The Crossroads of Empire project gets Special Mention
The Crossroads of Empires Project, included among the 2020 European Heritage Awards / Europa Nostra Awards Special Mentions, draws together the results of over a decade of archaeological, art historical and historical research at two Longobard-period sites in the Provincia di Salerno, Italy: the former pilgrimage site of San Michele in Olevano sul Tusciano, dedicated to the Archangel Michael, and the nearby church of Sant’Ambrogio in Montecorvino Rovella. These two sites form part of a wider initiative, which aims to promote the history, cultural heritage and touristic potential of Longobard sites in the inland regions of the Provincia di Salerno, often overshadowed by the popular Amalfi coast, and aims to synergise the activities of academic researchers, heritage bodies and local cultural event organisers. CEP consisted of a pan-European team of experts, from the Czech Republic, Italy and the United Kingdom and provided training and networking opportunities for undergraduate and postgraduate students, PhD candidates and postdoctoral fellows from several Italian and UK higher education institutions. In close consultation with the local community of Montecorvino Rovella, CEP also worked to promote the cultural value of these two sites, which are omitted from the UNESCO World Heritage List.
“The way that this project enhances once abandoned sites that bear witness to European cultural exchange in medieval Europe was recognised and valued by the Jury.”
The first strand of CEP focused on the cave shrine of San Michele in Olevano sul Tusciano. This shrine, dedicated to the Archangel Michael, is one of the largest early medieval Christian cave shrines in Italy and a significant surviving testament to the origins of one of Christianity’s most significant cults in the European west. Situated in a natural cave complex, beneath the summit of Monte Raione, the cave was believed to have been the site of a manifestation of the Archangel Michael and from the early 7th century became an important centre of pilgrimage and healing. The complex comprises five separate chapels constructed between the 8th- 10th centuries which still preserve significant programs of early medieval fresco work and stucco moulding. Unlike the better-known medieval Michaelic shrines of Monte Gargano (Apulia, Italy) and Mont Sant Michel (Normandy, France), which were both substantially rebuilt in later centuries, the abandonment of San Michele in the 13th century has resulted in the almost total preservation of the shrine in its early medieval form. Consequently, San Michele offers one of the most well-preserved examples of early medieval Christian pilgrimage architecture in Western Europe.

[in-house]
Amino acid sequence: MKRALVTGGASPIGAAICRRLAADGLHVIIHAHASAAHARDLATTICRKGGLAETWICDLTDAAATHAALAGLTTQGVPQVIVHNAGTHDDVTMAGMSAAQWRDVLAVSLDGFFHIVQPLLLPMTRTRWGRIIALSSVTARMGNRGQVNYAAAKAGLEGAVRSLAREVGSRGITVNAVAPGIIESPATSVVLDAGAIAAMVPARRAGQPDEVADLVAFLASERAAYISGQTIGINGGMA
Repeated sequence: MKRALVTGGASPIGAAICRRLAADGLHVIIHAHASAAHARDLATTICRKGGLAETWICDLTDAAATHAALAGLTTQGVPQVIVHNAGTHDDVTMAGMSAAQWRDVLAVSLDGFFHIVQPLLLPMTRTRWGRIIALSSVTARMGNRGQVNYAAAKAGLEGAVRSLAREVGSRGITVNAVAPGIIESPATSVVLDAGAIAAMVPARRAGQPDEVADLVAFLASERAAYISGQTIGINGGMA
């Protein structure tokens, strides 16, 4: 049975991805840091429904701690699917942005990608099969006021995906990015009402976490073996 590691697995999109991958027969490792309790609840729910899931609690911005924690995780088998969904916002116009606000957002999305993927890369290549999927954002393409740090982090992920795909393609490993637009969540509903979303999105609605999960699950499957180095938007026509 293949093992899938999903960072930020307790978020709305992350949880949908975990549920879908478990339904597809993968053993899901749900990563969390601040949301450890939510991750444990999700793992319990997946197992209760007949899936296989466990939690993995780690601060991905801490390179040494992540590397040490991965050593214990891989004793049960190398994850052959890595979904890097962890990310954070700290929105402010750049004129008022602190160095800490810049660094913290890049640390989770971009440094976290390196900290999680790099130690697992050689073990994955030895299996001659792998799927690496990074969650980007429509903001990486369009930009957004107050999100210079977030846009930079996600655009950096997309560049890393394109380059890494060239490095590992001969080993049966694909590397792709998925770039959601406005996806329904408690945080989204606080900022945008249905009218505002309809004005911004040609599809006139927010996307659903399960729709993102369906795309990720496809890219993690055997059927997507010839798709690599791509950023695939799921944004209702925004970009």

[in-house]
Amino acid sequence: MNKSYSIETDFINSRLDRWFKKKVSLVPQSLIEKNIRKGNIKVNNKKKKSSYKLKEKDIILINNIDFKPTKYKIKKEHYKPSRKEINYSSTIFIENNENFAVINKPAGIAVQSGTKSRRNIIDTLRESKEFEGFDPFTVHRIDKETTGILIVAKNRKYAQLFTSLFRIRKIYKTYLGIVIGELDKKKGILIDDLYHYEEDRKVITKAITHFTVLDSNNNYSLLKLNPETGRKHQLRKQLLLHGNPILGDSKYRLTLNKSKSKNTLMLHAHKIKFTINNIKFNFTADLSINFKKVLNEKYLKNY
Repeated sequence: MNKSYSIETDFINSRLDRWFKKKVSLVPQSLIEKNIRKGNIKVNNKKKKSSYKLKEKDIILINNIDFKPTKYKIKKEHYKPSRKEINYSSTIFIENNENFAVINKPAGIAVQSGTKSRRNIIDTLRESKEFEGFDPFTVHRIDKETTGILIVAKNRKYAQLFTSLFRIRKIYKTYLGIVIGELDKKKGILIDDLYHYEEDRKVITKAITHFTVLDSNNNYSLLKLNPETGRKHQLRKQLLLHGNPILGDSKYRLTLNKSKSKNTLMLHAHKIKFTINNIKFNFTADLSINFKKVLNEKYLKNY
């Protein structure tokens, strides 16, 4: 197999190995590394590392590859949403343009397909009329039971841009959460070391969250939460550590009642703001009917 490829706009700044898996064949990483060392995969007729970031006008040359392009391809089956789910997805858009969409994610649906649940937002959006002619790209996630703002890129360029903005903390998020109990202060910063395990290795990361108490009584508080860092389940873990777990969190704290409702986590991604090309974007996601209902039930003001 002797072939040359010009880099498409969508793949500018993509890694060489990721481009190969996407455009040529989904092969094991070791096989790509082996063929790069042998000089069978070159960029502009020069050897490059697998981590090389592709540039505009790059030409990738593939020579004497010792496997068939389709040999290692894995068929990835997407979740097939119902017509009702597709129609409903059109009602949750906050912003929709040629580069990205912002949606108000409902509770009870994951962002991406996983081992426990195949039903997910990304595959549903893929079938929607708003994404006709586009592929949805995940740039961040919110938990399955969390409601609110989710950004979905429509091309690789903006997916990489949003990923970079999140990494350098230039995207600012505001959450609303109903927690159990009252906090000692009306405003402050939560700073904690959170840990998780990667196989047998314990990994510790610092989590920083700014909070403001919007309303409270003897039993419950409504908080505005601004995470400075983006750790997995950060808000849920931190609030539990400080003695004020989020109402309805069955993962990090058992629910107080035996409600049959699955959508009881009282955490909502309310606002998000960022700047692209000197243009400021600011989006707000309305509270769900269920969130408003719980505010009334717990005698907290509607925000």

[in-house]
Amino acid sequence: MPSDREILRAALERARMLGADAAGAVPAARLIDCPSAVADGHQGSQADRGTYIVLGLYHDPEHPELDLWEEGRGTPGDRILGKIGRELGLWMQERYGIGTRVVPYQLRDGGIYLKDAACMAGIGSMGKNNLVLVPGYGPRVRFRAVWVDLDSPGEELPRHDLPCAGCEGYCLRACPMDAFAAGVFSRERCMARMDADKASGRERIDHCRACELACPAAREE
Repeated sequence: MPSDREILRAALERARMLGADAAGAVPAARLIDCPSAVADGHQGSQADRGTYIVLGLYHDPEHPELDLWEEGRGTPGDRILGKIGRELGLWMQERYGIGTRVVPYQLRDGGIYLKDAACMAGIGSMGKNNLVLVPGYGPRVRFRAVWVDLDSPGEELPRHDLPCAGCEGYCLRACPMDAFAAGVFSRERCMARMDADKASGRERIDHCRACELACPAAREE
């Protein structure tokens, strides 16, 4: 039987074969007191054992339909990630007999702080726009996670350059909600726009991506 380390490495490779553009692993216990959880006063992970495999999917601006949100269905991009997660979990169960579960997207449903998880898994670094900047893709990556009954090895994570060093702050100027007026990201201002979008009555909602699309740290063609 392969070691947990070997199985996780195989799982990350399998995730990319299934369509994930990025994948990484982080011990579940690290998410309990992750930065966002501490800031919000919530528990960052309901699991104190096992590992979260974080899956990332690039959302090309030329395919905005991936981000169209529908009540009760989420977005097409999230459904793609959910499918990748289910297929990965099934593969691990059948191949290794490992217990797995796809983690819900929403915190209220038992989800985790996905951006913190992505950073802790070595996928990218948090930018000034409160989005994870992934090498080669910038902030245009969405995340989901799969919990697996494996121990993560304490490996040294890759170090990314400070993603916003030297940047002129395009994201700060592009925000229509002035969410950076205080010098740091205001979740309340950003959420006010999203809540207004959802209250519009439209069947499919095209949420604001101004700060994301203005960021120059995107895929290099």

The second strand of the CEP focuses on the Church of Sant’Ambrogio in Montecorvino Rovella situated 5km northwest of San Michele in Olevano sul Tuscinano. Discovered in the 1970s under vegetation, the church was partly excavated and restored by the Sopraintendenza di Salerno in the 1990s. As part of the CEP, the church has been more extensively excavated and dated to c.850-c.900. Like San Michele, Sant’Ambrogio escaped later phases of rebuilding and is one of few Longobard churches which preserves its original 9 th -century form intact. Consequently, it stands as an important testament to the sophistication of early medieval architectural achievement and the development of church architecture in southern Italy.